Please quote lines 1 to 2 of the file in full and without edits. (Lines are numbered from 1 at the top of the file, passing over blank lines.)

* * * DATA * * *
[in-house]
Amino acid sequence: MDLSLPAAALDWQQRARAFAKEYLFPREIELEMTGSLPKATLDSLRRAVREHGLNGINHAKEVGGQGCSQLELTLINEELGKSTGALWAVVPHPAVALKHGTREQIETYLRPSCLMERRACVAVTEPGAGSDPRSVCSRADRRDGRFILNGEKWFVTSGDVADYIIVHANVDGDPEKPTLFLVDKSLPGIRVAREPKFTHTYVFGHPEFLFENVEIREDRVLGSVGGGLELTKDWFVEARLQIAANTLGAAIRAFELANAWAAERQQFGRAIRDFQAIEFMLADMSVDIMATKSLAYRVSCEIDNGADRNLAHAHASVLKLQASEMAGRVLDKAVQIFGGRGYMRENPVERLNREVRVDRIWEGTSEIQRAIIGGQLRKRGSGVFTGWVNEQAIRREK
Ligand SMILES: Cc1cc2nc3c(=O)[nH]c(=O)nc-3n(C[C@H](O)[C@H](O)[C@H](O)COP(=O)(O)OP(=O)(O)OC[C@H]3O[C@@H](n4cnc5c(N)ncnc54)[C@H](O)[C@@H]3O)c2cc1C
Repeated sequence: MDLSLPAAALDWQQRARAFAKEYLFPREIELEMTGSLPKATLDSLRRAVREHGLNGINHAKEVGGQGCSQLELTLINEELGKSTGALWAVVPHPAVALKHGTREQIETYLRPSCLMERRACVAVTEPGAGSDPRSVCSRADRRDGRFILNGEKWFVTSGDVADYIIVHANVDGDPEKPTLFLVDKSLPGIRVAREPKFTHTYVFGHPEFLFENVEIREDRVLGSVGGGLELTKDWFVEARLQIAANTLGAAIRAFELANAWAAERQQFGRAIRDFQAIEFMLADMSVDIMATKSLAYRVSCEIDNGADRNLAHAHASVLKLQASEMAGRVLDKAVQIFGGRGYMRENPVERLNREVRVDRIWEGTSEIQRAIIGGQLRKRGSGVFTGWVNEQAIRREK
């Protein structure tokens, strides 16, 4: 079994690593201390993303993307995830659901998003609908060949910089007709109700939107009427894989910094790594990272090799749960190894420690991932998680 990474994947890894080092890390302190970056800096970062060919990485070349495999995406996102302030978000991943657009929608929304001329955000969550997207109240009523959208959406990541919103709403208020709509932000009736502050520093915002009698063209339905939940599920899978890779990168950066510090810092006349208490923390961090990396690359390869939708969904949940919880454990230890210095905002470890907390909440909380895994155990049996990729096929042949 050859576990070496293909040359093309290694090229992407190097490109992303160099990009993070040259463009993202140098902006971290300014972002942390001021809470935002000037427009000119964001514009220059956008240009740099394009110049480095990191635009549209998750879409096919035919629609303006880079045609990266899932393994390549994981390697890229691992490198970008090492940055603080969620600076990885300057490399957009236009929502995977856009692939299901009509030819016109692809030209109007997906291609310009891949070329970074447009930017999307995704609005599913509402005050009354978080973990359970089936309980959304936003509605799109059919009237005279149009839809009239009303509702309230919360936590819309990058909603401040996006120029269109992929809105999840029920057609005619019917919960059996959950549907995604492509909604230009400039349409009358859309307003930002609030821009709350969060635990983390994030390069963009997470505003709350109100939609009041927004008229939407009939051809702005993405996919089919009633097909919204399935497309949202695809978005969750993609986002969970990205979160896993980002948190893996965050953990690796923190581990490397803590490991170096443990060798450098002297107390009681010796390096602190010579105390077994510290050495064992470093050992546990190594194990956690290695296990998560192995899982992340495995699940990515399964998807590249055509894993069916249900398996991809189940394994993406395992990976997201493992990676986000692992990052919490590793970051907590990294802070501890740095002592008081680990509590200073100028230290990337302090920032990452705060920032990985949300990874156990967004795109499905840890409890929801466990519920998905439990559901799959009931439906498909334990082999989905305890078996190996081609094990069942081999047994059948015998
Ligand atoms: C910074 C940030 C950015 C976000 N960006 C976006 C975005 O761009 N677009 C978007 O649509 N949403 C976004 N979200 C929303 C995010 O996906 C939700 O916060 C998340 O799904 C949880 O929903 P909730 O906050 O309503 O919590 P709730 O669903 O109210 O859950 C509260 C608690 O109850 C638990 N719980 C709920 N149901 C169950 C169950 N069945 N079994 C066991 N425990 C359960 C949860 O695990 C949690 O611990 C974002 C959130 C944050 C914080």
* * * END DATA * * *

[in-house]
Amino acid sequence: MDLSLPAAALDWQQRARAFAKEYLFPREIELEMTGSLPKATLDSLRRAVREHGLNGINHAKEVGGQGCSQLELTLINEELGKSTGALWAVVPHPAVALKHGTREQIETYLRPSCLMERRACVAVTEPGAGSDPRSVCSRADRRDGRFILNGEKWFVTSGDVADYIIVHANVDGDPEKPTLFLVDKSLPGIRVAREPKFTHTYVFGHPEFLFENVEIREDRVLGSVGGGLELTKDWFVEARLQIAANTLGAAIRAFELANAWAAERQQFGRAIRDFQAIEFMLADMSVDIMATKSLAYRVSCEIDNGADRNLAHAHASVLKLQASEMAGRVLDKAVQIFGGRGYMRENPVERLNREVRVDRIWEGTSEIQRAIIGGQLRKRGSGVFTGWVNEQAIRREK